Nevertheless, usually, the quantitative and, sometimes the qualitative data obtained from numerical predictions are difficult to provide objective confidence level. In addition, the use of these programs involves considerable computational resources with significant costs. We can indentify two types of major sources of uncertainty in practical computations of supersonic/hypersonic flows: physical/mathematical model and numerical techniques. Concerning the physical/mathematical model uncertainty, the main aspects refer to: modeling the continuum-discrete transition (presently the fluid is assumed either continuum or discrete on sub-domains of the flow field depending on the local Knudsen number, neglecting a possible smooth transition region), the source terms in governing equations (chemical mass source in species concentration transport equation, radiation terms in energy equation, level of thermodynamic non-equilibrium, vibrational relaxation models for ionized species etc), laminar-turbulent transition modeling, turbulence modeling, chemistry modeling. From numerical point of view the key aspects involved in the accuracy of the numerical data are: discretization order (high order schemes up to six order are commonly use in in-house codes), shock capturing techniques and the boundary/initial conditions implemented (e.g. for DNS solvers the problem of generating of initial conditions is critical and open one). Consequently, we can appreciate the current level of maturity of validated and uncertainty qualified numerical codes for supersonic/hypersonic flows below TLR2.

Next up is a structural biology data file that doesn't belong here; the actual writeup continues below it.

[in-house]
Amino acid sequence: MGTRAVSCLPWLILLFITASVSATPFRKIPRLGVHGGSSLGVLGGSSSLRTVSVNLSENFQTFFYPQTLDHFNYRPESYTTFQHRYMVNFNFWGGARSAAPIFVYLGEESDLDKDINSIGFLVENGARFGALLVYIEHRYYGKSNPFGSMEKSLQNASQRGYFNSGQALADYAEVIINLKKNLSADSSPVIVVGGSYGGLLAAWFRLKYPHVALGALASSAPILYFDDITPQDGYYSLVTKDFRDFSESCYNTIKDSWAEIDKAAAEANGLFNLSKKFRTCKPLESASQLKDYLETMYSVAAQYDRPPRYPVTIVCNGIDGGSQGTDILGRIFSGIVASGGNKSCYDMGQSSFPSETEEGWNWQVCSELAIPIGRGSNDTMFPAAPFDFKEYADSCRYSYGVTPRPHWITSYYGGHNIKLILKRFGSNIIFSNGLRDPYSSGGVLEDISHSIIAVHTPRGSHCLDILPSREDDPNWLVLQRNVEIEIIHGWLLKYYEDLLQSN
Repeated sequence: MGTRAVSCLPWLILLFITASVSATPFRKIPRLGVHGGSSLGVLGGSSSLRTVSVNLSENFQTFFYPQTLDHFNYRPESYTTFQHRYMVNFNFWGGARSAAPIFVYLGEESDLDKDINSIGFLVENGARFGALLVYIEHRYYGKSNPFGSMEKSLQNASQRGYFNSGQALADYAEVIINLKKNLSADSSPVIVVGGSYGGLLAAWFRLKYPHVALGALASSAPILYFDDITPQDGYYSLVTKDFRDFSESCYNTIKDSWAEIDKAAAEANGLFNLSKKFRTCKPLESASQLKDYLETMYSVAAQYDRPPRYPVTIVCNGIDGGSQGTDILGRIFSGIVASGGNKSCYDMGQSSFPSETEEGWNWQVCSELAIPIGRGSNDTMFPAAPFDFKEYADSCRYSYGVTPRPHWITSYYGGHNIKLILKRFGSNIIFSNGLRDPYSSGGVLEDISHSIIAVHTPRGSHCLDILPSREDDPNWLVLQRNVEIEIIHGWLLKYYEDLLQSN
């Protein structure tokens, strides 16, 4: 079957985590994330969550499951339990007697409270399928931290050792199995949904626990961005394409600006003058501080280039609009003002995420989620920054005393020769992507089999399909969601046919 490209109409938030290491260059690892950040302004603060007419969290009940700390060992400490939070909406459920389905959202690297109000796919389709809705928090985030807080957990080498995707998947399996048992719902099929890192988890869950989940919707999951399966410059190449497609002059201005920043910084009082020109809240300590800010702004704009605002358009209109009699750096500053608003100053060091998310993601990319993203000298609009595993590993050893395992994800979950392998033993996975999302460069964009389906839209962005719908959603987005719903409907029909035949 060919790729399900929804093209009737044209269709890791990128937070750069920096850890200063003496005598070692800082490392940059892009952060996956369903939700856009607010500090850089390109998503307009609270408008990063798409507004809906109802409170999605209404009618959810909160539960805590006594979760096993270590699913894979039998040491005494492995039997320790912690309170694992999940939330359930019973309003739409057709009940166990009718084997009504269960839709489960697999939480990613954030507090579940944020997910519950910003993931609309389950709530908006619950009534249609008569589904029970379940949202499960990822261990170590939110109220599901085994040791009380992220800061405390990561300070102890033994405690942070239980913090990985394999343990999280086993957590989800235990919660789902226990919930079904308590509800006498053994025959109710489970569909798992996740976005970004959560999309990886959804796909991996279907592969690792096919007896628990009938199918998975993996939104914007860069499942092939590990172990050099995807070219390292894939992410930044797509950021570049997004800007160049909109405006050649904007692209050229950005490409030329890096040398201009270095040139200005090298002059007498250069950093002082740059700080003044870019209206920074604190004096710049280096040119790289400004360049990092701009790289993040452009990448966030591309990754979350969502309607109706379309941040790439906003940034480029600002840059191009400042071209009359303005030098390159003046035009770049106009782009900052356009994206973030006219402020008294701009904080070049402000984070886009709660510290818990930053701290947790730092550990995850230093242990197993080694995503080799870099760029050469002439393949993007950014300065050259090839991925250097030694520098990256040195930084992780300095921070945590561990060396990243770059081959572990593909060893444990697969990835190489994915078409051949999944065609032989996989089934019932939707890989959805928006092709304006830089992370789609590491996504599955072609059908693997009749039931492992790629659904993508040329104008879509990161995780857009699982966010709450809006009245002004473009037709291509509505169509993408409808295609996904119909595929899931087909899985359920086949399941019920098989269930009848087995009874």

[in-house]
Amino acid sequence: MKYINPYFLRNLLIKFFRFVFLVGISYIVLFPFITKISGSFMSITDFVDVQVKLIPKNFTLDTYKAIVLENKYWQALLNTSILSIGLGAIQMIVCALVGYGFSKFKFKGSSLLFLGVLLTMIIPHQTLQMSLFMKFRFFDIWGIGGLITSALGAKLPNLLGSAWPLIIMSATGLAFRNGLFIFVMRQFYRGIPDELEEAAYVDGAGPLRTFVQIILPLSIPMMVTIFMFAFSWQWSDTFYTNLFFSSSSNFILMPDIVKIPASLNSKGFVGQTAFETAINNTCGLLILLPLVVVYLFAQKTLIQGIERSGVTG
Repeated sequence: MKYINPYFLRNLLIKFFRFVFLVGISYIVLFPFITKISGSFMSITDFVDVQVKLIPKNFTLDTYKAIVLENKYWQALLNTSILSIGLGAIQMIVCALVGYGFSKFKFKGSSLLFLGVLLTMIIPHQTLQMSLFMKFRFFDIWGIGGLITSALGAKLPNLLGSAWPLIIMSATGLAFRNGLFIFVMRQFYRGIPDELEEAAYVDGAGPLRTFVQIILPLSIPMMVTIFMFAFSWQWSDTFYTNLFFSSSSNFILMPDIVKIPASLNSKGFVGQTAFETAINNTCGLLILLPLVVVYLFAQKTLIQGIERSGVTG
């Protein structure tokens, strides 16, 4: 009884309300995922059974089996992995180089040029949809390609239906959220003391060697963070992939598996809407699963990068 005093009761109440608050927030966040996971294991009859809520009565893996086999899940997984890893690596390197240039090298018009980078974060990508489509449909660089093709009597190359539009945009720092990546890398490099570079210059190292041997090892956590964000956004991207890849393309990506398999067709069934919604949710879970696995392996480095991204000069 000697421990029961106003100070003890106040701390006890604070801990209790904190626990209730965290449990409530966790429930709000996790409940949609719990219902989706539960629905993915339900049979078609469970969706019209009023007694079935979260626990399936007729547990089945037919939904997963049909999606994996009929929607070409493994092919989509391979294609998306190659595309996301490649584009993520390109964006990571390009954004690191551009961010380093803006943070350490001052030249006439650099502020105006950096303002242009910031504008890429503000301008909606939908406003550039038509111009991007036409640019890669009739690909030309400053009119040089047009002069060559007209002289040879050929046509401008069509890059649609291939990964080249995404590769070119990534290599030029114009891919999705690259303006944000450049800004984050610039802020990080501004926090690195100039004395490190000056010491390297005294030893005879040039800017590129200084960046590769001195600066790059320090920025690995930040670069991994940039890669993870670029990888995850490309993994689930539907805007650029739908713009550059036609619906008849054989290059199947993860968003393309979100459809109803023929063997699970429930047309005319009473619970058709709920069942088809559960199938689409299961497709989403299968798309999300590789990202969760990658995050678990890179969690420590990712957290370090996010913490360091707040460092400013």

Because we propose research and development activities which lead to a deeper validated software modules, we appreciate to improve the maturity level from TLR 1 to TLR 3.
The package will contain a set of computer codes dedicated to laminar or turbulent boundary layer calculations in supersonic / hypersonic regimes, each module based on a specific mathematical model. Models covered will correspond to a hierarchy: from the “simple” to the “complex”. The modules will be interfaced, each level approximation is designed to provide, in addition to a series of reference or ranges for the physical quantities involved, the boundary and initial conditions for the higher level. The software package will contain the following modules (interfaced computer programs):

  • Code (CD_level_0) for inviscid fluid in supersonic/hypersonic 2D (plane and axisymmetric) and 3D flows (Euler equations);
  • Code (CD_level_1.1) supersonic/hypersonic boundary layer; laminar/turbulent flow; RANS models, constant turbulent Prandtl number, no chemistry;
  • Code (CD_level_1.2) supersonic/hypersonic boundary layer; laminar/turbulent flow; RANS models, variable turbulent Prandtl number, no chemistry);
  • Code (CD_level_1.3) supersonic/hypersonic boundary layer; chemical reacting radiative flow; laminar/turbulent flow; RANS models, constant and variable turbulent Prandtl number;
  • Code (CD_level_2) for supersonic/hypersonic boundary layer; chemical reacting radiative flow; laminar/turbulent flow; LES models

In order to verify and qualify the numerical code (and each module separately) we will also impose the following requirements: